Music: Hives of Activity; THE SONIC RAMPAGES OF THE HIVES HAVE CAPTIVATED ROCK FANS EVERYWHERE, BUT THEY CAN'T COMPARE TO THE ONSLAUGHT OF IGGY POP

The Mirror (London, England), July 12, 2002 | Go to article overview

Music: Hives of Activity; THE SONIC RAMPAGES OF THE HIVES HAVE CAPTIVATED ROCK FANS EVERYWHERE, BUT THEY CAN'T COMPARE TO THE ONSLAUGHT OF IGGY POP


Byline: GAVIN MARTIN

The British music scene is still reeling from the short, sharp- suited, shock rock delivered to it by The Hives. This time last year, the band, who are all in their early twenties, was barely known outside Fagersta, the small Swedish town west of Stockholm where they'd honed their musical attack since their teens.

Now, they've sold a quarter of million albums here and regularly play to packed venues. Their immodestly titled album Your New Favourite Band - actually a Best Of collection culled from previous Swedish releases - is also shooting up the Hot 100 across the pond.

Like any rock 'n' roll success story, The Hives' popularity has been down to timing. Their uniform style and comical names (Vigilante Carlstroem, Doctor Matt Destruction, Chris Dangerous, Nicholaus Arson, Howlin' Pelle Almqvist) make them the perfect rockers for the Pop Idol generation.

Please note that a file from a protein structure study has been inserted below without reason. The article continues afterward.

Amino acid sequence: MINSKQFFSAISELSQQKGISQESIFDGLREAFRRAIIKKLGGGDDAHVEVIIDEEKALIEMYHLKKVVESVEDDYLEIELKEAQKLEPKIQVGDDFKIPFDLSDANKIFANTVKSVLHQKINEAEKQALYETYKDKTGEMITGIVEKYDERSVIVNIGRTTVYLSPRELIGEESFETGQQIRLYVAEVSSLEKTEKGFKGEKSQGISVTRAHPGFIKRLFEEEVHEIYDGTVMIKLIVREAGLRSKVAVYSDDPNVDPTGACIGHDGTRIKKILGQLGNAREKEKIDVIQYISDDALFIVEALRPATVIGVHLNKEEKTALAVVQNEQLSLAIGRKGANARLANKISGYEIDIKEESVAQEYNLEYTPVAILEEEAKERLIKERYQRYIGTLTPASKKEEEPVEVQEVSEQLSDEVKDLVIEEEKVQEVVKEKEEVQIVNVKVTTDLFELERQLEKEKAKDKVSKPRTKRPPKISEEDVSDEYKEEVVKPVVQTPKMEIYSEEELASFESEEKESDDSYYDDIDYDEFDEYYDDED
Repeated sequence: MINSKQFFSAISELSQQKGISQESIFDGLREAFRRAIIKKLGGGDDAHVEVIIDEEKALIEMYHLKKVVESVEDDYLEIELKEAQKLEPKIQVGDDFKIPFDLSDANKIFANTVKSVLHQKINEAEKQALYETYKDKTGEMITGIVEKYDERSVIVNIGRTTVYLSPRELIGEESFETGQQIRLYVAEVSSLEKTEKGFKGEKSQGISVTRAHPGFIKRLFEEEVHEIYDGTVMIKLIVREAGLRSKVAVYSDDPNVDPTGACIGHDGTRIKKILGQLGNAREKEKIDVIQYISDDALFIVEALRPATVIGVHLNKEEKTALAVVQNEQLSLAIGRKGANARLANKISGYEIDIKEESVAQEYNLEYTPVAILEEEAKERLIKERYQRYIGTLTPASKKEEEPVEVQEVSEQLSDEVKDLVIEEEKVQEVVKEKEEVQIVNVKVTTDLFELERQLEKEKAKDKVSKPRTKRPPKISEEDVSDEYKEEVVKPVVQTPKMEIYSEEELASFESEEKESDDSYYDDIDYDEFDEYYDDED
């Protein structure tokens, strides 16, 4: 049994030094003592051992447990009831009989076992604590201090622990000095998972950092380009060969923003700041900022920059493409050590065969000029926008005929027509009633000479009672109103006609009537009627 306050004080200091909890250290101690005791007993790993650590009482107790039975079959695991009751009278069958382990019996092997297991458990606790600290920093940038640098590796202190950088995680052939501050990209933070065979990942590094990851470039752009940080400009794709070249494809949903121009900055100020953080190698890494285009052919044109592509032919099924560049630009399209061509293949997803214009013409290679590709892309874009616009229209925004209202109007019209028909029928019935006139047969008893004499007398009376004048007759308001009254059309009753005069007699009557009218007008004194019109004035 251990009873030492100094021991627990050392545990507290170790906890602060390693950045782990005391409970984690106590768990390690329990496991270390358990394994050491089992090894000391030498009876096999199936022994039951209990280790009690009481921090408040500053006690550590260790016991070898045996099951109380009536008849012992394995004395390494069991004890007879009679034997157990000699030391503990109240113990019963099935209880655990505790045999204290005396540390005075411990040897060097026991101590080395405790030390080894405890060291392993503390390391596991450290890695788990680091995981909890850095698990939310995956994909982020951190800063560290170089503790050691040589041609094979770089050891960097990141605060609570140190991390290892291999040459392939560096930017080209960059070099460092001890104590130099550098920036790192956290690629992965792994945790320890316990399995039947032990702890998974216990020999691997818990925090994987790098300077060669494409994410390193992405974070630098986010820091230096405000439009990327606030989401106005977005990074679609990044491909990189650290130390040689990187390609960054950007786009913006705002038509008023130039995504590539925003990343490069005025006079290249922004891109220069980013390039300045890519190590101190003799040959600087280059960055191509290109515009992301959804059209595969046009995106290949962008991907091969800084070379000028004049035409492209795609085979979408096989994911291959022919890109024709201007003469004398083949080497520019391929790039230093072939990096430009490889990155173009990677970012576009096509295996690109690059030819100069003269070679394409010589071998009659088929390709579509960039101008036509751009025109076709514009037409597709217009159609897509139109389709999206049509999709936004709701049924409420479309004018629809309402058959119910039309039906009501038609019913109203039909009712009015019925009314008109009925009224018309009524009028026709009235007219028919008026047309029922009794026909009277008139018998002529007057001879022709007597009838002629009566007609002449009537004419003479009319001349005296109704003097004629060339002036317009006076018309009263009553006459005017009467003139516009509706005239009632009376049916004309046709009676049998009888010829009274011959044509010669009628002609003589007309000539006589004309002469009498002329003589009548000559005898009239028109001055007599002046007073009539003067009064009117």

When Kylie waggled her rear to their Main Offender signature tune in an advert for Agent Provocateur underwear, their profile received a huge boost, but Almqvist says it's self-belief and determination which ensure The Hives' supremacy.

"Even when we were playing to eight people in Fagersta we knew we would be famous," he says. "Everything we do is about discipline. We give 100 per cent."

Their choreographed show, sonic rampages and bouts of instrument trashing guarantee audience mayhem because showmanship is a dying art among our home-grown rockers. "It's good we're over the top because most English bands are so boring," brags Almqvist.

The Hives are back in the UK for some live dates, but their patented brand of havoc is in danger of being overshadowed by the arrival this weekend of the legendary Iggy Pop.

Ever since he emerged from a Michigan trailer park to form The Stooges 35 years ago, the man christened James Osterberg, now 55, has been on a one-man search and destroy mission. Iggy's shows were once riots of violence, and albums such as Fun House and Raw Power went to the furthest extremes of rock fire and frenzy. With a drug intake that would have felled a buffalo, it's a miracle he lived to tell his tale. …

The rest of this article is only available to active members of Questia

Sign up now for a free, 1-day trial and receive full access to:

  • Questia's entire collection
  • Automatic bibliography creation
  • More helpful research tools like notes, citations, and highlights
  • A full archive of books and articles related to this one
  • Ad-free environment

Already a member? Log in now.

Notes for this article

Add a new note
If you are trying to select text to create highlights or citations, remember that you must now click or tap on the first word, and then click or tap on the last word.
One moment ...